Giacomo Casanova “practised many trades”, says Judith Thurman in The New Yorker. He translated the Iliad into Italian, grappled with problems in classical geometry and traded bons mots with Voltaire. But the 18th-century rogue is most known for his conquests in the boudoir, “not to mention those in carriages, in bathhouses, or behind park shrubbery”. He once met a doctor, in a port he had previously visited, “who thanked him effusively for making his fortune – by sending him 50 patients with the clap”.
Casanova was born in Venice in 1725, and grew up a gloomy little boy who suffered from terrible nosebleeds. He soon transformed into a “flamboyant showboater”. He once persuaded a superstitious (and enormously wealthy) widow “that he could arrange for her rebirth as her own son”. How? “Casanova’s mystically enabled sperm would impregnate her with a male foetus endowed with her soul. A casket of jewels was involved, along with a comely young accomplice posing as a naked water nymph. When his ardour flagged, the nymph’s task was to rekindle it.”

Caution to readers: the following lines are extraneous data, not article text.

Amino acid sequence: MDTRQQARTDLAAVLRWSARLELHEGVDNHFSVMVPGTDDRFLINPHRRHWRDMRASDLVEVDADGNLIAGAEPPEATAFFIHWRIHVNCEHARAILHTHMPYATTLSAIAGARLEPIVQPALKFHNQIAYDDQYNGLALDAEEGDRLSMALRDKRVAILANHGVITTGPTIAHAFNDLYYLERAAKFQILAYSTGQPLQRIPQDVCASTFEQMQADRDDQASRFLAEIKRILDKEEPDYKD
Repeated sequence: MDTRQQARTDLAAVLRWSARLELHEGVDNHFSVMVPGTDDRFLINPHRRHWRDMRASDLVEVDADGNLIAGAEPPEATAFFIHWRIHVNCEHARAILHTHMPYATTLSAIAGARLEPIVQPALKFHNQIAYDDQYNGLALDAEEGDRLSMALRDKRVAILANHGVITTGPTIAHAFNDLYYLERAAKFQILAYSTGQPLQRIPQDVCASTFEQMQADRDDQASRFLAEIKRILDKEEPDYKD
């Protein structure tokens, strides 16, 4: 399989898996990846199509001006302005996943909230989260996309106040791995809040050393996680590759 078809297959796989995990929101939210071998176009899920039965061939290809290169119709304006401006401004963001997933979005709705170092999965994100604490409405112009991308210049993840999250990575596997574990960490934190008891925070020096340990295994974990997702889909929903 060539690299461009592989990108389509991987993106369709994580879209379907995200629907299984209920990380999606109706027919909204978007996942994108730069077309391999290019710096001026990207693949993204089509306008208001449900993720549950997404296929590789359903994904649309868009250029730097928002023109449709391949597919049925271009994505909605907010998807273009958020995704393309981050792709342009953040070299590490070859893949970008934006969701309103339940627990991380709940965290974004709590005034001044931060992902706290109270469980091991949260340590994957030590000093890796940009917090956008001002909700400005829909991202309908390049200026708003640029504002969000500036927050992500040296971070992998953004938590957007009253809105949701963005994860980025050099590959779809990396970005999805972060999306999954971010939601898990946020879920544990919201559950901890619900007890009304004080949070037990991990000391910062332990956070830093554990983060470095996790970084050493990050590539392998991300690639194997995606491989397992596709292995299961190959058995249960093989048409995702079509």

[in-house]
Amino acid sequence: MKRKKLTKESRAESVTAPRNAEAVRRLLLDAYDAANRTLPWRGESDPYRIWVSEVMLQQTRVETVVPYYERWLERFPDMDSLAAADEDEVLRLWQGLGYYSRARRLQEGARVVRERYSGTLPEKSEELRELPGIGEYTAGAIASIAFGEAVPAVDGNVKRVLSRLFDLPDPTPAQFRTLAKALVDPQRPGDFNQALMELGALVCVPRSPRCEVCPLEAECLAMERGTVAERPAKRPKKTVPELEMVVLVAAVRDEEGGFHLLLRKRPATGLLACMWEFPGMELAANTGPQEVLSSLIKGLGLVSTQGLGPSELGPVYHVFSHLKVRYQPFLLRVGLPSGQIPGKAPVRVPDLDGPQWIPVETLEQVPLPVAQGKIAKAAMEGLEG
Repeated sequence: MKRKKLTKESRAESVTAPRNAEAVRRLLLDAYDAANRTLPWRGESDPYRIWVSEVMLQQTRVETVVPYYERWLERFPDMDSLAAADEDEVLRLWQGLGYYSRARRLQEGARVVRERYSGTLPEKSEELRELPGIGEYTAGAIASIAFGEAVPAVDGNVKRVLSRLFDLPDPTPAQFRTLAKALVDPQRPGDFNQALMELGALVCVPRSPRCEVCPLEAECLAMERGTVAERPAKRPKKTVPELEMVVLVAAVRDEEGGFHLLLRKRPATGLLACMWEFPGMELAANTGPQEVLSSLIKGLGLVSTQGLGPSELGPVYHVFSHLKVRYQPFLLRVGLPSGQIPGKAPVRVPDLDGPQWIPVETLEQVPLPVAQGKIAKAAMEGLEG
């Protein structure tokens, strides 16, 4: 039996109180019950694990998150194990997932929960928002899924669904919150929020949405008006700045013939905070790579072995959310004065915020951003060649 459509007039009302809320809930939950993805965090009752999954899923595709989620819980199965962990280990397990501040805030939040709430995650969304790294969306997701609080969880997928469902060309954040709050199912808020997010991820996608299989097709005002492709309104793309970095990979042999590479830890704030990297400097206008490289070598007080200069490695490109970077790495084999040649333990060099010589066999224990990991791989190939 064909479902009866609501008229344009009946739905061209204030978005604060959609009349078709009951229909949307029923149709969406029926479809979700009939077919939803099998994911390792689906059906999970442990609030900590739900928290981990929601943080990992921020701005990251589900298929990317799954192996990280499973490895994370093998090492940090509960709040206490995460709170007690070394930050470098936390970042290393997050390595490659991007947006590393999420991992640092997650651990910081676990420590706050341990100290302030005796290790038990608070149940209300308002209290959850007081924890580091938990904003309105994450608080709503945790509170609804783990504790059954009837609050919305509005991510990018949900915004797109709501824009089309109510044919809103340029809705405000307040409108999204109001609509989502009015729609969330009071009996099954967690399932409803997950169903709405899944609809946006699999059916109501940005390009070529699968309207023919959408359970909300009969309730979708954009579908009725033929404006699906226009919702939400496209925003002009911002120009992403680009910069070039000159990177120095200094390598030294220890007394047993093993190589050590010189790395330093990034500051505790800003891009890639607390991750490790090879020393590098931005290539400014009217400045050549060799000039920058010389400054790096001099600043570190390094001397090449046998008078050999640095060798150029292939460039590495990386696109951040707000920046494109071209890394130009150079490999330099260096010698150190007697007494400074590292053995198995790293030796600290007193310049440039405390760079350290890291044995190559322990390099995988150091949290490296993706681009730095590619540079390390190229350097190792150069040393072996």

But age isn’t kind “to those who live by their charms”. At 60, a destitute Casanova was forced to accept a modest sinecure as the librarian of a castle in the modern-day Czech Republic. “He had lost his teeth, and his faithful steed no longer reared at his command.” The servants tormented him. “So did a lifetime of venereal infections, which was probably what did him in.”